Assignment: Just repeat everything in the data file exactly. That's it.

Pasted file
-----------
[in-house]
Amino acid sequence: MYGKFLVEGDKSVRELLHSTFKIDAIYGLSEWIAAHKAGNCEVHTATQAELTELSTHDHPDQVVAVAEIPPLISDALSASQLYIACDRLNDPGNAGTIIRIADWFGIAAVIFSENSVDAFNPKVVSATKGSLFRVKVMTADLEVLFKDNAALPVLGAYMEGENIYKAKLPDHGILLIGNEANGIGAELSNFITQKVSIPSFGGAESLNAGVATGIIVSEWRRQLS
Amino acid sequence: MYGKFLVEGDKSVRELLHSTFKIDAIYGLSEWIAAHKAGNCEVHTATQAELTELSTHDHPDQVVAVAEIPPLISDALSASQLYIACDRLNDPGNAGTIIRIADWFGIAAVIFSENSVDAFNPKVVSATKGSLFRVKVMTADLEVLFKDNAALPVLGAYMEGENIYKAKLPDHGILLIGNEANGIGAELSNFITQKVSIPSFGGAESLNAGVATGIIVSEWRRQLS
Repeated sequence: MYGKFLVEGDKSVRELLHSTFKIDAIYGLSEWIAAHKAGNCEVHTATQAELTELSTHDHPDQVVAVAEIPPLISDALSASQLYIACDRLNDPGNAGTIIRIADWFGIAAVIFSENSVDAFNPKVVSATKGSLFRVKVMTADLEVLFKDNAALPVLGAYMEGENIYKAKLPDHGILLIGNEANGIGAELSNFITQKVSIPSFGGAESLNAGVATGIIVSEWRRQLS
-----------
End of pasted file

[in-house]
Amino acid sequence: MYGKFLVEGDKSVRELLHSTFKIDAIYGLSEWIAAHKAGNCEVHTATQAELTELSTHDHPDQVVAVAEIPPLISDALSASQLYIACDRLNDPGNAGTIIRIADWFGIAAVIFSENSVDAFNPKVVSATKGSLFRVKVMTADLEVLFKDNAALPVLGAYMEGENIYKAKLPDHGILLIGNEANGIGAELSNFITQKVSIPSFGGAESLNAGVATGIIVSEWRRQLS
Amino acid sequence: MYGKFLVEGDKSVRELLHSTFKIDAIYGLSEWIAAHKAGNCEVHTATQAELTELSTHDHPDQVVAVAEIPPLISDALSASQLYIACDRLNDPGNAGTIIRIADWFGIAAVIFSENSVDAFNPKVVSATKGSLFRVKVMTADLEVLFKDNAALPVLGAYMEGENIYKAKLPDHGILLIGNEANGIGAELSNFITQKVSIPSFGGAESLNAGVATGIIVSEWRRQLS
Repeated sequence: MYGKFLVEGDKSVRELLHSTFKIDAIYGLSEWIAAHKAGNCEVHTATQAELTELSTHDHPDQVVAVAEIPPLISDALSASQLYIACDRLNDPGNAGTIIRIADWFGIAAVIFSENSVDAFNPKVVSATKGSLFRVKVMTADLEVLFKDNAALPVLGAYMEGENIYKAKLPDHGILLIGNEANGIGAELSNFITQKVSIPSFGGAESLNAGVATGIIVSEWRRQLS